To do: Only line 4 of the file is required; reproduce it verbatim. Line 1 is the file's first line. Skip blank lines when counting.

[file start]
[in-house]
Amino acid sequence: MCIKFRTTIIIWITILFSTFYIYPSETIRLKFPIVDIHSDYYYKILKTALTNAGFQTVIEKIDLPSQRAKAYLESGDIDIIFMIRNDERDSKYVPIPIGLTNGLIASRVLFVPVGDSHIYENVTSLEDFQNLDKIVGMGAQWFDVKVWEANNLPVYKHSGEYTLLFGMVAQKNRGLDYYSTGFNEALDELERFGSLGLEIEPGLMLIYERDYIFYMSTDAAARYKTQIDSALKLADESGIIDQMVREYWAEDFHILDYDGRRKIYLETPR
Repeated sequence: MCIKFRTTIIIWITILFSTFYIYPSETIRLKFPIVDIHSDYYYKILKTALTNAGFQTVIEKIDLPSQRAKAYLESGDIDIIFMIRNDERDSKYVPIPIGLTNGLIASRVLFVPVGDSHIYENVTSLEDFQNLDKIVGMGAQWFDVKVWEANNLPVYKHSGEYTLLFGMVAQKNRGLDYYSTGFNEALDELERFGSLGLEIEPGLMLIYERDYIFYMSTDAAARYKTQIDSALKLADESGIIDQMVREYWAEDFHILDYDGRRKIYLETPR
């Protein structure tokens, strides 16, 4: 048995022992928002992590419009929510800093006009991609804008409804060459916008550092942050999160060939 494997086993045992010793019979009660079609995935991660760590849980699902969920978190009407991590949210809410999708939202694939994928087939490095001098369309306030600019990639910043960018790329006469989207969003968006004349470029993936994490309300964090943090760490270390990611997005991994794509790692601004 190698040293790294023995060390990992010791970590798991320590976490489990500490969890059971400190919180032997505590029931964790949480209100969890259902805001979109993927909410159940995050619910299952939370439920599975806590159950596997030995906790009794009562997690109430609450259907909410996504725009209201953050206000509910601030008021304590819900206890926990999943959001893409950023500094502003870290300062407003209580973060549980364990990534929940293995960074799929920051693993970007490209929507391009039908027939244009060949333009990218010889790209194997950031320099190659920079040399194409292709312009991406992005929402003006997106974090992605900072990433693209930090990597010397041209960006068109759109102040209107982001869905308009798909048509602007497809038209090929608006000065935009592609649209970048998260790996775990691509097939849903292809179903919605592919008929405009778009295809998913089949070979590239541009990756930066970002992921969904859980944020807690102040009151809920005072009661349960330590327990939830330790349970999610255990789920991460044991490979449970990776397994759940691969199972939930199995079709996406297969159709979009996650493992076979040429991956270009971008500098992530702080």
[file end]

């Protein structure tokens, strides 16, 4: 048995022992928002992590419009929510800093006009991609804008409804060459916008550092942050999160060939 494997086993045992010793019979009660079609995935991660760590849980699902969920978190009407991590949210809410999708939202694939994928087939490095001098369309306030600019990639910043960018790329006469989207969003968006004349470029993936994490309300964090943090760490270390990611997005991994794509790692601004 190698040293790294023995060390990992010791970590798991320590976490489990500490969890059971400190919180032997505590029931964790949480209100969890259902805001979109993927909410159940995050619910299952939370439920599975806590159950596997030995906790009794009562997690109430609450259907909410996504725009209201953050206000509910601030008021304590819900206890926990999943959001893409950023500094502003870290300062407003209580973060549980364990990534929940293995960074799929920051693993970007490209929507391009039908027939244009060949333009990218010889790209194997950031320099190659920079040399194409292709312009991406992005929402003006997106974090992605900072990433693209930090990597010397041209960006068109759109102040209107982001869905308009798909048509602007497809038209090929608006000065935009592609649209970048998260790996775990691509097939849903292809179903919605592919008929405009778009295809998913089949070979590239541009990756930066970002992921969904859980944020807690102040009151809920005072009661349960330590327990939830330790349970999610255990789920991460044991490979449970990776397994759940691969199972939930199995079709996406297969159709979009996650493992076979040429991956270009971008500098992530702080």